"Coupon enthusiasts don’t like to be called ‘extreme couponers.’ It’s not what we do.”
In 2008, Jill Cataldo could not imagine that her life would be transformed by couponing; that she would become the nationally-renowned “Super-Couponing” queen.
Four years ago, she was a website developer and graphic designer. Then the recession hit and she lost her job. The mother of three had, by necessity, developed skills as a couponer to stretch the family budget. Her husband, who worked at the local library in a small Chicago northwest suburb, suggested she teach a coupon class there. A crowd of 20-30 people would have been considered a successful turnout; 162 signed up. Cataldo realized she might be on to something.
“I started getting calls from other libraries,” Cataldo told Millionaire Corner. “I lost one job but this was going crazy, and I ran with it.”
Today, Cataldo, in her late 30s, is head of an empire that includes a heavily-trafficked website and blog, a nationally syndicated newspaper column, and SRO couponing workshops, not to mention extensive media appearances.
The cable network TLC originally recruited her for its top-rated, but now highly suspect “Extreme Couponing” reality series. To her credit, she turned it down. “That was probably one of the best decisions I ever made,” she said. “I’m very much a gut-feel kind of person, and you could just tell (that series) was going to be exploitative.”
She credits the series with inspiring people “to pick up a pair of scissors” and motivating them to save. “It’s a fascinating show, but in a train wreck sort of way,” she said. “What bothers me is that it’s very extreme, and most people don’t (coupon) at that level. Coupon enthusiasts don’t like to be called ‘extreme couponers.’ It’s not what we do.”
What she does is preach to the coupon-converted, who are learning how to marshal the resources of the Internet to save money the previous Green Stamp generation never thought possible.
Everything Cataldo learned about couponing she learned trying to stretch the family budget. “I had no great aspirations to be an instructor or figurehead for saving money, but when I got married and started to raise a family, between my second and third child, I really became motivated to start looking for ways (to cut costs). One of the things that used to drive me crazy was when I noticed how much prices would fluctuate for the same item at the store. Cheerios could be $1.99 one week and $3.99 a week later. Obviously, if you buy these things when they’re a little cheaper and stock up a bit, you save money. Bring a coupon into it and it becomes a whole new game. If I have a coupon for $1 dollar off toothpaste, I’m not going to use it when toothpaste is $2.99. At some point it will be on sale for $1 (and I’ll use the coupon to get it for free). It’s like a poker game, really. Play your cards at the right time, and you’re taking things home very inexpensively.”
Like a major league ballplayer who can remember the first pitch they crushed for a home run, Cataldo can remember the coupon deal that helped to put her on the map. It was for cereal, and it allowed her to stock up for about five cents a box. At the time, The Chicago Sun-Times ran a column about frugality that solicited readers to share their money-saving tips and experiences. Cataldo emailed about her cereal score, and the paper called the next day. She would be featured in the next six columns. Readers had questions for her and she went online to chat with them. She became a weekly guest on a popular Chicago morning radio show. “It kind of snowballed,” she said.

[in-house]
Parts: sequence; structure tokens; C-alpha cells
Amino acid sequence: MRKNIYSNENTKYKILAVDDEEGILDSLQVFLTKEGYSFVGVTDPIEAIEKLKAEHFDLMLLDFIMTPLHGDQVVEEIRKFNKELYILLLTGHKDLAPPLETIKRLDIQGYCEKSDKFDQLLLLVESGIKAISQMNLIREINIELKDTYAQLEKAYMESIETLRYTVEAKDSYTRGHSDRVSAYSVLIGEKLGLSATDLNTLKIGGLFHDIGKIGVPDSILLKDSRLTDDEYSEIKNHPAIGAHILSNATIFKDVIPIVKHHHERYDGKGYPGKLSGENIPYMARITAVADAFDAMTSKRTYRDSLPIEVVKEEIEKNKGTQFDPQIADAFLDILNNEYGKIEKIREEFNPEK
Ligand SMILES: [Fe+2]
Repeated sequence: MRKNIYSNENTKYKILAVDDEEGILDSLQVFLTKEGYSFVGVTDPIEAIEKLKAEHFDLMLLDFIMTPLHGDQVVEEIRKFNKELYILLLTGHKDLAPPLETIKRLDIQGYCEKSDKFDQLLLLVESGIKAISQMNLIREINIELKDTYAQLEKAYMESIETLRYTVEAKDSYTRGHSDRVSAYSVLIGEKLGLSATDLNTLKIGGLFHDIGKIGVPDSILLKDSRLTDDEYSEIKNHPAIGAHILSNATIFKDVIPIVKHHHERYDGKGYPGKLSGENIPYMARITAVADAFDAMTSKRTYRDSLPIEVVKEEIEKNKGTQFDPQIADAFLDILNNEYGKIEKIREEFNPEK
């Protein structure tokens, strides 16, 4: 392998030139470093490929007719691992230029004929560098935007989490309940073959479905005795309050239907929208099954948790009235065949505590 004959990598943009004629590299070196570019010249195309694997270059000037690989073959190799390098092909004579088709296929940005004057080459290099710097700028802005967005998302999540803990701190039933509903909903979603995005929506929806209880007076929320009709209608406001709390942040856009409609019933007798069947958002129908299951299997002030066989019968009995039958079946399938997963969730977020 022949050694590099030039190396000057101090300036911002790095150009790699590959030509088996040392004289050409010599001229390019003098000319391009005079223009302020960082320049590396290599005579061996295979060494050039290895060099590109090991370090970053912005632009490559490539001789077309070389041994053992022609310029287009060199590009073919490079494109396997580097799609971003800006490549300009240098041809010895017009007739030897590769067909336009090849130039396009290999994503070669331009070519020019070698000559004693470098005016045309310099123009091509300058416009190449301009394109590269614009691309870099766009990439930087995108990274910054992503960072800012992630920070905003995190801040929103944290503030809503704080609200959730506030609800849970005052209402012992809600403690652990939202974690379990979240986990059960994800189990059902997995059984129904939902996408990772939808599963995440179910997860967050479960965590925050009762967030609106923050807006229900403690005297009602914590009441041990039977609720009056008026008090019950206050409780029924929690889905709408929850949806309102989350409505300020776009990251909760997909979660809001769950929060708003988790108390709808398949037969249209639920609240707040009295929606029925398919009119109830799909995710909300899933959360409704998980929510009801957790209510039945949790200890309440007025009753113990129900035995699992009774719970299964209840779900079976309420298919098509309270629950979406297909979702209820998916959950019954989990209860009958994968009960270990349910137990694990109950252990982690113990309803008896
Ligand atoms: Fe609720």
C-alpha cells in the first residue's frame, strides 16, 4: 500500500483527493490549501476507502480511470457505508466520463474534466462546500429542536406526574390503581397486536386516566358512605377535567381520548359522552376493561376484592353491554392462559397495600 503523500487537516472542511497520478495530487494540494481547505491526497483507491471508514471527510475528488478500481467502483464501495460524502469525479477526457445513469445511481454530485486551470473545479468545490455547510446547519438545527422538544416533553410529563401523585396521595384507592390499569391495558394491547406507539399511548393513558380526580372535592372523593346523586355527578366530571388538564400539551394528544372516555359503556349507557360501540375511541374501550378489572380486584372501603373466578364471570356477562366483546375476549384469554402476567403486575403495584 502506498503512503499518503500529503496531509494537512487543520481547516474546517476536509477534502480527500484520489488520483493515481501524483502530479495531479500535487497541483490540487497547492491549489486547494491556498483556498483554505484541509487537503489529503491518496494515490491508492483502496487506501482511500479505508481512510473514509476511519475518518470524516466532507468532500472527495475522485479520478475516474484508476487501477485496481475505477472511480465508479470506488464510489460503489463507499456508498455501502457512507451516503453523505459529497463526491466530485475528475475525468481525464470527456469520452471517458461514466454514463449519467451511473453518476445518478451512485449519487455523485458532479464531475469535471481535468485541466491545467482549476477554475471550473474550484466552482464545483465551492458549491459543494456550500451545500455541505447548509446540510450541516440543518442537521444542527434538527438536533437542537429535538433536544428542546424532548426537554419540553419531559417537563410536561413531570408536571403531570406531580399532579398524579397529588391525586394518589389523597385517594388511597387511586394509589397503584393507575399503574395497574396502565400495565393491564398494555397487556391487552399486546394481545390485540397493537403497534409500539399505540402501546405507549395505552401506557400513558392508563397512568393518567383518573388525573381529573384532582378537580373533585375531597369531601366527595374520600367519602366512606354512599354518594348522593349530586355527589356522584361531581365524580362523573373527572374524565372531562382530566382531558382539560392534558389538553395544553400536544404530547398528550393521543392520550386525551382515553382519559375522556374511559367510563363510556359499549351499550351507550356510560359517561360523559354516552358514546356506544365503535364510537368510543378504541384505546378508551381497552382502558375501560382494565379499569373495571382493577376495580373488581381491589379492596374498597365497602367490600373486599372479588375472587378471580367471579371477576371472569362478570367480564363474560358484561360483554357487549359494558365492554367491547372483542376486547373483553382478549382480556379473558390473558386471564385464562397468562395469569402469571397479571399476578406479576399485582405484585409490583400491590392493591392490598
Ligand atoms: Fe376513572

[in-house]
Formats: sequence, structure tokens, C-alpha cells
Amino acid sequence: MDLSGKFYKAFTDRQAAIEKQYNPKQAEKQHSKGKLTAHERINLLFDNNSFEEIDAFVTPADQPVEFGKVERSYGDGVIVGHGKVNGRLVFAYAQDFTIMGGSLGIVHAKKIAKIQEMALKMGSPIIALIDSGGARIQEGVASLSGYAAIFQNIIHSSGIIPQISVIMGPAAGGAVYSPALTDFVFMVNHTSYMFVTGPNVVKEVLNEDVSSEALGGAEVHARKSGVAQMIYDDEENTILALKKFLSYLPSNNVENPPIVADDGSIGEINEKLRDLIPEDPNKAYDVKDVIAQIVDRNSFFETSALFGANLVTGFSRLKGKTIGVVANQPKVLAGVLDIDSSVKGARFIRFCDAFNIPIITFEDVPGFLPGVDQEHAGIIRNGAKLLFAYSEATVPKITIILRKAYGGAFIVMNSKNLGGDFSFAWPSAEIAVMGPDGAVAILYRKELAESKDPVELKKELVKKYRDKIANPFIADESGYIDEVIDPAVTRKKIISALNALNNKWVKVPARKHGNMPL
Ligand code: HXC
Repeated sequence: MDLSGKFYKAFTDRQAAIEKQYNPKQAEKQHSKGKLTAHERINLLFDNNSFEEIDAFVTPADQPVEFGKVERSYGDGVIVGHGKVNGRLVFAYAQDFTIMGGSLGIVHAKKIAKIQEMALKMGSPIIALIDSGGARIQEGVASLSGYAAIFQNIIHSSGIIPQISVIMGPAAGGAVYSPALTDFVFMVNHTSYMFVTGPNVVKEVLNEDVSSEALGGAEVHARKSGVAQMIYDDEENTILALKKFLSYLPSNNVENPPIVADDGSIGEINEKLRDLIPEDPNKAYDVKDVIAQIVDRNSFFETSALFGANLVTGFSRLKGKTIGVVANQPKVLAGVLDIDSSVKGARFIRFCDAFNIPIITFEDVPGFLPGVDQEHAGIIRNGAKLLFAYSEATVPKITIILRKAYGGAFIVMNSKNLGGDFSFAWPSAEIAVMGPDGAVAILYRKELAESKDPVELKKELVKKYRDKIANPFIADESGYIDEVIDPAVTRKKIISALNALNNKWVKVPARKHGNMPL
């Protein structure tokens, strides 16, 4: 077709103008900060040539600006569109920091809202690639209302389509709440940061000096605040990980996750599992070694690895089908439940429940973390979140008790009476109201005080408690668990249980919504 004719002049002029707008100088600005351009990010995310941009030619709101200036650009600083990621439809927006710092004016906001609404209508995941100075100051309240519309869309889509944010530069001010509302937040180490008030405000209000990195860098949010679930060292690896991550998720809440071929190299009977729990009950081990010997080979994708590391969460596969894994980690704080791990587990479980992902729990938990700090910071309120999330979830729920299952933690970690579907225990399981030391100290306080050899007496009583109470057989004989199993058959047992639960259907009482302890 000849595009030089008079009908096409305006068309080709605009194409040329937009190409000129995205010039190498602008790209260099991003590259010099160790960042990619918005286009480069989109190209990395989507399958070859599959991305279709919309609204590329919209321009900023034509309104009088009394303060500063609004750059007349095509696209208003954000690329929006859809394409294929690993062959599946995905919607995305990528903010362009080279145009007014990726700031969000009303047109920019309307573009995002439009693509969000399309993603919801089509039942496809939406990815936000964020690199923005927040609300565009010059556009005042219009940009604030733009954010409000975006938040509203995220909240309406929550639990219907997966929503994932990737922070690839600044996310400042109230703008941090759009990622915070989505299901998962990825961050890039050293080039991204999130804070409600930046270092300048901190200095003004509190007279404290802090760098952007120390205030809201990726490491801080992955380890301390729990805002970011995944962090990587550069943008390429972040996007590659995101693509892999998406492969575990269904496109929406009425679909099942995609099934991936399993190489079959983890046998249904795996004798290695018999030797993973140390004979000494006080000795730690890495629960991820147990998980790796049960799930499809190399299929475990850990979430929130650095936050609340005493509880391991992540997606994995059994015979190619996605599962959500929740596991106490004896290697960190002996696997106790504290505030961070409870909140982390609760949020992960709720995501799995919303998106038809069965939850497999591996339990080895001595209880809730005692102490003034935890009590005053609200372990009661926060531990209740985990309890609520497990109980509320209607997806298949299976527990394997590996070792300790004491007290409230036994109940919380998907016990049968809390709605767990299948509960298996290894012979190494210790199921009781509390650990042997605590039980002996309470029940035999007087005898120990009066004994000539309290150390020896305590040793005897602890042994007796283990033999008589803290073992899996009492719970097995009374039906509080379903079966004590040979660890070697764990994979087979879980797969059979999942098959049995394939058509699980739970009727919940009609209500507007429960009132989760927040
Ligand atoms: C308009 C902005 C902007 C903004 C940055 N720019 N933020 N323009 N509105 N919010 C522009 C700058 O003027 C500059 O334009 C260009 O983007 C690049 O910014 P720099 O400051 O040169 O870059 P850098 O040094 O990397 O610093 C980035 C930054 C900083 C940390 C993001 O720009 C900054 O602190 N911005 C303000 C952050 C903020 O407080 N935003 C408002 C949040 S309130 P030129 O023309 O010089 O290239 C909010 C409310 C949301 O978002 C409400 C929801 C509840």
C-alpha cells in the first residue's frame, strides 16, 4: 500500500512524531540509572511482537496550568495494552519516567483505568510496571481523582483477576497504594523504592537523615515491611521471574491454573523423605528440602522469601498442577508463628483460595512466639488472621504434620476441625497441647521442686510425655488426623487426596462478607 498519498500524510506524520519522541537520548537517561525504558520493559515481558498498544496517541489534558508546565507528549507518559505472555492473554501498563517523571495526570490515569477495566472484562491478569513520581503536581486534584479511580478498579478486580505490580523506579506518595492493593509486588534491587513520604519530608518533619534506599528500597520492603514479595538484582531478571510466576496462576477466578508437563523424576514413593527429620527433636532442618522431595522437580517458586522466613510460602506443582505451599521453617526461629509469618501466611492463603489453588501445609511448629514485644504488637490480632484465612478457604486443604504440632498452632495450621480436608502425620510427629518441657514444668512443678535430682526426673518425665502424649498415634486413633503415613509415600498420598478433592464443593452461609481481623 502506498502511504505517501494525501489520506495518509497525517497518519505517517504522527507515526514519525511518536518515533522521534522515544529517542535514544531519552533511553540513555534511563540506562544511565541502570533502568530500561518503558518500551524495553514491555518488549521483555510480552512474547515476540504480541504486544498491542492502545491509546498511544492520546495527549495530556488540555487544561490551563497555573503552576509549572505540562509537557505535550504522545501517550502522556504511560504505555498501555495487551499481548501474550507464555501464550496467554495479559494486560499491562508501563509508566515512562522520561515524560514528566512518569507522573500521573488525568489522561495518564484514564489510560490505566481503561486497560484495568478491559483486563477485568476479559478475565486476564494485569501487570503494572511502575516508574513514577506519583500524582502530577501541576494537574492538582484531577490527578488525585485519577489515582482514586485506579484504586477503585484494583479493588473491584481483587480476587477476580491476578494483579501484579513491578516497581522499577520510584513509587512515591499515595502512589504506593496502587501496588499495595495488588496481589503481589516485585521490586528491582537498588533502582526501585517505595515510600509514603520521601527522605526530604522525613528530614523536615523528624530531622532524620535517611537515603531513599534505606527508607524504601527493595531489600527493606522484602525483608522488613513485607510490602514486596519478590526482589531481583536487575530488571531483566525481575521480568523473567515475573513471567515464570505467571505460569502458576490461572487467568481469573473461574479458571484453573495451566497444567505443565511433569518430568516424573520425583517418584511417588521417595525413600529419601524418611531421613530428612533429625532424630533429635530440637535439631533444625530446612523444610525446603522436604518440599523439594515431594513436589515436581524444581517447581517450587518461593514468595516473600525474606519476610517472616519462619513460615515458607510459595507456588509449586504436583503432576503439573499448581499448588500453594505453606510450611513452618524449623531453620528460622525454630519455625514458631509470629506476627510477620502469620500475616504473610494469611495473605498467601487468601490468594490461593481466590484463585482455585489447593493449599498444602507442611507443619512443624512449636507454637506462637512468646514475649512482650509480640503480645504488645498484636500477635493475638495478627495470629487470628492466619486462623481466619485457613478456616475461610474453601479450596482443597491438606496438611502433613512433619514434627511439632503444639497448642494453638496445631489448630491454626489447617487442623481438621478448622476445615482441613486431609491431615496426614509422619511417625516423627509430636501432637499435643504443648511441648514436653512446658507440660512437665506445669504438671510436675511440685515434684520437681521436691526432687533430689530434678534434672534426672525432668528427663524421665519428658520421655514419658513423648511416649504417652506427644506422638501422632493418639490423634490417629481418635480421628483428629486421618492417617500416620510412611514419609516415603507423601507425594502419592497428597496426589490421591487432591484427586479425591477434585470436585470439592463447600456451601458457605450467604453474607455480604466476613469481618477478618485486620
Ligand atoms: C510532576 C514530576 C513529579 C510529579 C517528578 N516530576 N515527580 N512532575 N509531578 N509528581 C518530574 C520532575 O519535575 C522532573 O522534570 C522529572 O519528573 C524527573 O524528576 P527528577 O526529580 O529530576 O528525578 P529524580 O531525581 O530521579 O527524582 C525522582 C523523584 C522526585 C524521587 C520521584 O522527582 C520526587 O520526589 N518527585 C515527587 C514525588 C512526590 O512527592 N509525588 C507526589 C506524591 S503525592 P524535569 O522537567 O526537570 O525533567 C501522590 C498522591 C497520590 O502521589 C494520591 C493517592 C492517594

Cataldo is a couponing cult hero. While she gets a speaking fee, she tries to hold her workshops in places that will not charge attendees. “I don’t think you should have to pay, or have to pay much, for a class in how to save money,’ she said.
For couponing newbies, the practice can seem to be overwhelming and an unwieldy time commitment, but Cataldo reassures that this is not the case. “If you have 30-60 minutes a week to devote to couponing, you can cut your bills in half. My grocery bill it $40-$60 a week for a family of five. It’s quite wonderful.”
“With the advent of the Internet and smartphones,” she added, “you really don’t have to know what you’re doing. There are a lot of sites that will hold your hand and give you all the information you need to know” (Savings Angel is a favorite of hers)
One of the most common couponing mistakes, Cataldo offered, is taking Sunday supplement coupons at face value. “Just because something is one sale doesn’t mean it’s available at the best price,” she said. “No, you want that rock bottom price that cycles back every 12 weeks or so.”
She also recommends not tossing the Sunday supplements even if you hadn’t planned on buying any of the advertised products that week. She calls it “big picture shopping.” “Sometimes the best deals are on the things we didn’t know we were going to buy,” she said. “If you don’t keep the inserts you are missing out on an item you may not need this week, but maybe you will a month from now. Expiration dates are anywhere from 30 to 90 days. Coupons don’t make me buy things I wouldn’t use, but I do think long-term. Will I need toilet bowl cleaner at some point? Absolutely.”
Donald Liebenson writes news and features for Millionaire Corner. He has been published in the Chicago Tribune, The Chicago Sun-Times, The Los Angeles Times, Fiscal Times, Entertainment Weekly, Huffington Post, and other outlets. He has also served as a marketing writer for Chicago-based Questar Entertainment and distributor Baker & Taylor.
A graduate of the University of Southern California, he is married with a college-age son. He also writes extensively about entertainment.